Beware of Ideology Masked as Economics
If Nigeria is to succeed in home-grown economic policymaking it must wisely manage economic ideologies. China and the successful Asians took note of ideology and avoided the pitfalls. Latin American and African countries closed their eyes to ideology and drowned in the pool of ideological waters. Economic policymaking has moved in ideological circles. At each epoch, especially with major social and political upheavals, economics gets trapped in an ideology which is pushed around the world like a new religion. In the world of ideological rigidity, it seems like those who succeed are contrarians, those who act contrary to precepts of the new religion.
Recognizing the role of ideology in economic policymaking, in 2003, when President Obasanjo appointed the then World Bank Vice President, Ngozi Okonjo-Iweala, the Minister of Finance, I wrote an opinion piece titled ‘Who Should Manage the Nigerian Economy”. My contention in that piece was that Nigeria needed to have a former leftist economist manage its economy. Such a person who has recognized the limits of Marxism and now understands the merits of the market as a mechanism for allocation would be a better manager of the economy than a doctrinaire free marketer who is trapped in market fundamentalism.
This had nothing to do with the bona fides of Dr. Okonjo-Iweala but rather a recognition of the ideological landscape of economic policymaking. I had argued in two books on privatization and the NEEDS policy how the outbreak of market fundamentalism in the form of economic neoliberalism, later to be nicknamed ‘Washington Consensus”, constrained wise economic policymaking in the third world. We were forced to mimic what New York opinionated columnist, Thomas Friedman, called ‘the golden straitjacket’.
Multilateral financial institutions played a key role in the dictatorship of no-alternatives. The World Bank’s role in economic reform in developing countries like Nigeria has been underwritten largely by the ideology of less government that took fundamentalist meanings in the Reagan-Thatcher era. During this era the cold war between capitalist west and communist west was ending in the west’s favor. Neo-liberal theorists interpreted the eventual collapse of communism as a triumph of the sets of market practices,-core values and ideology of the American Business Model (ABM) and institutions of liberal democracy -and the convergence of the world to a set of best institutions that correlates with the templates of the free market economy.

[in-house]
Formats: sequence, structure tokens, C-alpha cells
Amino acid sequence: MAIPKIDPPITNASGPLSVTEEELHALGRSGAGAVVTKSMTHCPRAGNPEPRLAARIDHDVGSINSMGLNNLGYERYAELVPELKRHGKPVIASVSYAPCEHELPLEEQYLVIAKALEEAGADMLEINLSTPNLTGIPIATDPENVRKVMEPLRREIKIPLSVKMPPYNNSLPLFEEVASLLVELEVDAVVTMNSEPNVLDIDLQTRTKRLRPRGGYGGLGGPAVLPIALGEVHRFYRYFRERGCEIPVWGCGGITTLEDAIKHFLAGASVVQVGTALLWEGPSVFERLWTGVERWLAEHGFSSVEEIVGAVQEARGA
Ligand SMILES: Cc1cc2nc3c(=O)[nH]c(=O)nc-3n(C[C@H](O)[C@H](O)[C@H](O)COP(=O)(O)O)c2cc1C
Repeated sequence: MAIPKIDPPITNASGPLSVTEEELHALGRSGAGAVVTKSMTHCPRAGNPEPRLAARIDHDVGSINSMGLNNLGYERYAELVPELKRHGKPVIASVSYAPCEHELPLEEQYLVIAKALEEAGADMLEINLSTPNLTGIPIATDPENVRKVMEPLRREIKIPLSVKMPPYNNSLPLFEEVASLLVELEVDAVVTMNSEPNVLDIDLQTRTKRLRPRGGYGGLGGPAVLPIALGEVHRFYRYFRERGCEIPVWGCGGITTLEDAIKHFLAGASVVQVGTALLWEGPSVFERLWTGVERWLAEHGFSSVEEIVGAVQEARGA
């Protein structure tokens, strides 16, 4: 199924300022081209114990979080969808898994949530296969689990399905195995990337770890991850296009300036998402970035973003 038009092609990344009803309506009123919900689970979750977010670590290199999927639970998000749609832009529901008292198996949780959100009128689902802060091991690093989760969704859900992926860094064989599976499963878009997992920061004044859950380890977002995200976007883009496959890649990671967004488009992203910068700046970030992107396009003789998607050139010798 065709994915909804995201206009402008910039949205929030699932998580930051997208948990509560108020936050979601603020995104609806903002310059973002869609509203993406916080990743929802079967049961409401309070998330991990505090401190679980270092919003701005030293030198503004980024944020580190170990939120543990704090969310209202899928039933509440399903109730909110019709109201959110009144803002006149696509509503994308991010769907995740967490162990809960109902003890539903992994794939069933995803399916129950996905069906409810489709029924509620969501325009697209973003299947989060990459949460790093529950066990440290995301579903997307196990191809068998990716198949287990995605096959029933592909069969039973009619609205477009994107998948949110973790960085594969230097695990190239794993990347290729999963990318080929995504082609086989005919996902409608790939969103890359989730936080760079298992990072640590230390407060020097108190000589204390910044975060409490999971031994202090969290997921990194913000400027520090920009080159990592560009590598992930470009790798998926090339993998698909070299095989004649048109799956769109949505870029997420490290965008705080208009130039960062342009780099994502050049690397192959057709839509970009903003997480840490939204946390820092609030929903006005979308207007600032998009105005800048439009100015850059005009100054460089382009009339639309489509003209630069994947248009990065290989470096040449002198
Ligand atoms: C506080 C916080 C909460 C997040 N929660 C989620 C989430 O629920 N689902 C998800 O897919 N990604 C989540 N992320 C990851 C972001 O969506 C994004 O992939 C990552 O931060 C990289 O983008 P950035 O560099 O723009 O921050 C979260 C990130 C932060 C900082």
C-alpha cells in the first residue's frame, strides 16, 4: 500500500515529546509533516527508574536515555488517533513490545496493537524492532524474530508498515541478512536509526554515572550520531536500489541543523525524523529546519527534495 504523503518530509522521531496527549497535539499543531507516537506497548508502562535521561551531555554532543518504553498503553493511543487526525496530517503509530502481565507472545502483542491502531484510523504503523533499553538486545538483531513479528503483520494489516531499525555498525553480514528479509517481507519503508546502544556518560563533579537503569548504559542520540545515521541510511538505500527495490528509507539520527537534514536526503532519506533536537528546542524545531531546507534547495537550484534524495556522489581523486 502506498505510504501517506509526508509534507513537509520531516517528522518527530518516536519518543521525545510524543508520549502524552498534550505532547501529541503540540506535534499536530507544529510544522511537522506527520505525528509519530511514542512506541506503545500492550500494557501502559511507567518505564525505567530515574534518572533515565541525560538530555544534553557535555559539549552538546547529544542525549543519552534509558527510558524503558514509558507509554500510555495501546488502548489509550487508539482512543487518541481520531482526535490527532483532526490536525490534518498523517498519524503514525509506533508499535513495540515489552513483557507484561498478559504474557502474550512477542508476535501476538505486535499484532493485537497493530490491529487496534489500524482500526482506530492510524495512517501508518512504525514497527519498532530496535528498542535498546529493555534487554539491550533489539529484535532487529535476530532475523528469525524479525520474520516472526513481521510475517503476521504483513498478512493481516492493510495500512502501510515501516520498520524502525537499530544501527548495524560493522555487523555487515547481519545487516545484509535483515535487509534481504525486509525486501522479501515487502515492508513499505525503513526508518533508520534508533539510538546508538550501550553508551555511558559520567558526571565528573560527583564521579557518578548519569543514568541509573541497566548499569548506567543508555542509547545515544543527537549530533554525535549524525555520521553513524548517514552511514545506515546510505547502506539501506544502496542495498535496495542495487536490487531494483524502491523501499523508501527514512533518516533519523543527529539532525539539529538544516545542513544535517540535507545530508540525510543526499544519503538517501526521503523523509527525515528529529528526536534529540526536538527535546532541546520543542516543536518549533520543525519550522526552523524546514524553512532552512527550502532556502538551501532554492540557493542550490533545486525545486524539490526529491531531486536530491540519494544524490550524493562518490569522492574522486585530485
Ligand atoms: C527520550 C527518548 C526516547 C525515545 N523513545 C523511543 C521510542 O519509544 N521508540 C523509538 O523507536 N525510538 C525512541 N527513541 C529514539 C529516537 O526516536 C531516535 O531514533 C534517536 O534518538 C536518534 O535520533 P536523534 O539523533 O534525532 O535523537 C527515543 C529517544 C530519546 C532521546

This hasty and tendentious interpretation foisted on development planners in the periphery South a fait accompli on the available options for development. As Hernando Desoto wistfully puts it in his classic: Dead Capital, “there is one game in town”, and that game is mimicking the market institutions in the prosperous west. But the tragedy is that the recommended menu for these developing countries often bears little resemblance to the set of policies that guided countries of the west to its prosperity or the policies they are implementing to sustain their prosperity. Cambridge economist, Ha-Joon Chang, has assembled evidence to prove that the Now Developed Countries of the west embarked upon the opposite of the ‘free market’ policies which they prescribe for developing countries. Their periods of growth were marked by infant industry protection, expansionary public expenditure, and massive government intervention to correct market failures. But they asked those aspiring to development to do the opposite.
At the heart of neoliberal economics is an ideological view about the role of state. The philosopher-king of neoliberalism, Frederick Hayek, an Austrian who fled communist dictatorship with a beef against socialism, wrote a magisterial book, “Road to Serfdom” which branded government intervention in economic activities as ‘evil’ and glorified individualism. Professor Milton Friedman became the cheerleader of the movement that grew out of ‘The Road to Serfdom”. Friedman’s book, ‘Capitalism and Freedom’, became the holy grail of the Chicago School that promoted the concept of the minimalist state.
In Latin America, Chicago boys ran riot with a brand of ideological economics that built on the Hayekian distrust of the government and Friedman’s theory of opportunistic intervention. Friedman has counseled his disciples to wait for the auspicious moment of social upheaval to remake the society. The Chicago boys saw that opportunity in the economic distress of the 80s when trade deficits and commodity price crash indebted developing countries to both London and Paris clubs. To address the debt crisis, neoliberals urged countries toward deflationary economics with reduced wages, removal of subsidies and liberalization of domestic and international factor and product markets and the diminution of the public sector.
Neoliberalism succeeded largely because it cleverly masked its ideological mission. It passed off its ideological prescriptions as natural truths. Neoliberalism deplored socialism and pretended not to be an ideology. Economists like Adelman have wondered why their colleagues did not see through the error of neoliberalism. There are obvious theoretical shortcomings in neoliberal economics, yet it was religiously prescribed. The reason is that an ideology was promoted as a science by its missionaries. The unwitting swallowed everything. Latin American and African policymakers swallowed the ideology of ‘government is evil and should get out of the way’. China and the rest rejected that doctrine and accepted the pragmatic idea of prudent state planning forcefully championed by Fredrick List and the German Historical School. Today, China and the rest are smiling, and we are mourning.
Authored by Prof. Sam Amadi, former Chairman of the Nigerian Electricity Regulatory Commission (NERC) teaches at Baze University, Abuja; and coordinates The Abuja School of Economy and Regulation